• OTA firmware update (with caveats see below)
  • Two launchers including an Android TV like.

CONS:

  • Kodi 14.2 “Mygica Edition” based on Kodi 14.2 does not support H.265 hardware decoding. (Kodi 15 should won’t work either, see comment)
  • Audio issues:
    • HDMI audio pass-through does not work at all in Kodi
    • Dolby and DTS down-mixing not supported in 4K MoviePlayer and other players (except in Kodi, where it’s handled by software).
  • Incorrect partition size detected on USB hard drive leading to read-only partitions
  • OTA firmware download program may crash, firmware update will wipe out apps and data
  • Lack of power off (only standby supported)
  • User-friendliness of parts of the UI could be improved – Settings are all over the place (in three different locations), the status bar cannot be displayed.
  • Bluetooth not supported (No built-in hardware, and USB Bluetooth dongle not recognized)

Mygica ATV1900AC can be ordered in quantities directly from Mygica/Geniatech, and consumers can purchase the Lollipop box on eBay for $179.99 including shipping, and soon on Mygica Aliexpress store. on Mygica Aliexpress store for $169 including shipping.

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Beelink i68 (Rockchip RK3368) TV Box Review

August 16th, 2015 16 comments

Beelink i68 is one of the first 64-bit ARM Android mini PCs available on the market, and could offer an update to Rockchip RK3288 TV boxes thanks to its eight Cortex A53 cores and support for HDMI 2.0 up to 4K2K @ 60Hz. I’ve already taken a few pictures of the device and RK68 board, so today I’ll report about performance, stability, features and video playback capabilities in the full review.

First Boot, Settings and First Impressions

The box has three USB 2.0 host ports and a micro USB OTG port, so for once I did not have to use a USB hub to connect all my devices and cables. I’ve inserted an Ethernet cable, an HDMI cable, an optical cable to the S/PDIF output, a Class 10 micro SD card, a USB hard drive, a USB webcam, an RF dongle for Tronsmart Mars G01 wireless gamepad, and finally MeLE F10 Deluxe RF dongle to the micro USB OTG port via the OTG adapter provided with the box. After connecting the power, you’ll need to press the red power button on the rear panel to start the device. The boot takes 44 seconds, which is OK, and might be faster with less peripherals connected to the mini PC.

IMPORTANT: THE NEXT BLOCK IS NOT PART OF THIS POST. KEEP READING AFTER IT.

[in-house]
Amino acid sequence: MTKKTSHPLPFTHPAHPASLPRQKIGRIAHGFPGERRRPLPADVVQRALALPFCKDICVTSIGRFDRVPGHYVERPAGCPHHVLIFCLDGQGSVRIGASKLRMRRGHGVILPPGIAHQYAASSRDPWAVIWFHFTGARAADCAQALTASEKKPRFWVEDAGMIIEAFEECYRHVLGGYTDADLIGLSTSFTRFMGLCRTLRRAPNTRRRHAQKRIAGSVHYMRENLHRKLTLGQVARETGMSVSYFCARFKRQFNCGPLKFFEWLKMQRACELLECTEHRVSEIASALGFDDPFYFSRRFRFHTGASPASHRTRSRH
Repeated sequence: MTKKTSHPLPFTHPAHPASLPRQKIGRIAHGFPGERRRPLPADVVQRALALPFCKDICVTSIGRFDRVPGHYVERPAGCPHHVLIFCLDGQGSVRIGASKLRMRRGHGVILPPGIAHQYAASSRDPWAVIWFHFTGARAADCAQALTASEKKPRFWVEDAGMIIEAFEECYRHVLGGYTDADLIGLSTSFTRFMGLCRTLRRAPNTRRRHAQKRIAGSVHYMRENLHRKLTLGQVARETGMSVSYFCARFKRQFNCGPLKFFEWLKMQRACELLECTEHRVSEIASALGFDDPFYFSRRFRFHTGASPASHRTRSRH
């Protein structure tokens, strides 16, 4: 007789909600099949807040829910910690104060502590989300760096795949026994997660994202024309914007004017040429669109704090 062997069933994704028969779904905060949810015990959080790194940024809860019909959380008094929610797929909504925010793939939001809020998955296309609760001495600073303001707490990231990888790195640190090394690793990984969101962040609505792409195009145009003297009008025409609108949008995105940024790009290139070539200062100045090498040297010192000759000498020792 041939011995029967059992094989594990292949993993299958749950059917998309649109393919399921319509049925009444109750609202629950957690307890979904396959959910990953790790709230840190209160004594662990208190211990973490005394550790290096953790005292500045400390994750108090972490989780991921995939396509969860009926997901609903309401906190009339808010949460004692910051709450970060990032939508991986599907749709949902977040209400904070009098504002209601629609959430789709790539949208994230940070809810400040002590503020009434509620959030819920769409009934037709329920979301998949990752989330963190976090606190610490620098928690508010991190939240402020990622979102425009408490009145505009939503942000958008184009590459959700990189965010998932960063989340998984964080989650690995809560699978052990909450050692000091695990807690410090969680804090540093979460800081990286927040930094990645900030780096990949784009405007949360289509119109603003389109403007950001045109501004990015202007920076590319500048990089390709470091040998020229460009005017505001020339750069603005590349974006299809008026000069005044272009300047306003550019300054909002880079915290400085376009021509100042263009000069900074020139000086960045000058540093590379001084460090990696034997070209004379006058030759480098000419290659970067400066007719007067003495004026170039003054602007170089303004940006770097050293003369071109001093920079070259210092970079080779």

Android Home Screen (Click for Original Size)

Android Home Screen (Click for Original Size)

The launcher is the standard Android Home Screen with icons for the Browser, Google Play, the list of App, an Internal player, and Settings.  The status bar is hidden by default, but you can pull it up with the mouse pointer. The user interface resolution is 1920×1080, but the system automatically detected the capabilities of LG 42UB820T 4K TV and set the video output to 3840x2160p60 (YCbCr420).

The settings interface is basically the same as on other Android 5.1 devices but with some options specific to TV boxes. The most relevant / uselful options include:

  • Wireless & Networks – Wi-Fi, Data usage for Wi-Fi and Ethernet (Accessing the latter crashes the settings), Bluetooth, and a “More” section with four sections: Tethering & portable hotspot, Ethernet, PPPoE and VPN
  • Device
    • USB – Connect to PC
    • Sound & Notifications – Volume for various sounds, and a Sound Device Manager to select Default Output, Spdif Passthrough, or HDMI Bitstream
    • Display
      • Cast Screen
      • Screen Scale
      • HDMI Mode:
        • Auto
        • 4096x2160p @ 60Hz (YCbCr420), 50Hz (YCbCr420), 30Hz, 25Hz, or 24Hz
        • 3840x2160p @ 60Hz (YCbCr420), 50Hz (YCbCr420), 30Hz, 25Hz, or 24Hz
        • 1920x1080p @ 60 Hz, 50Hz, 30Hz, 25Hz, 24Hz
        • 1280x720p @ 60 or 50 Hz
        • 720x576p @ 50 Hz
        • 720x480p @ 60 Hz
    • Storage – Two partitions: 1.94GB “Internal storage” with ~1.21GB free, 3.78GB “NAND Flash” partition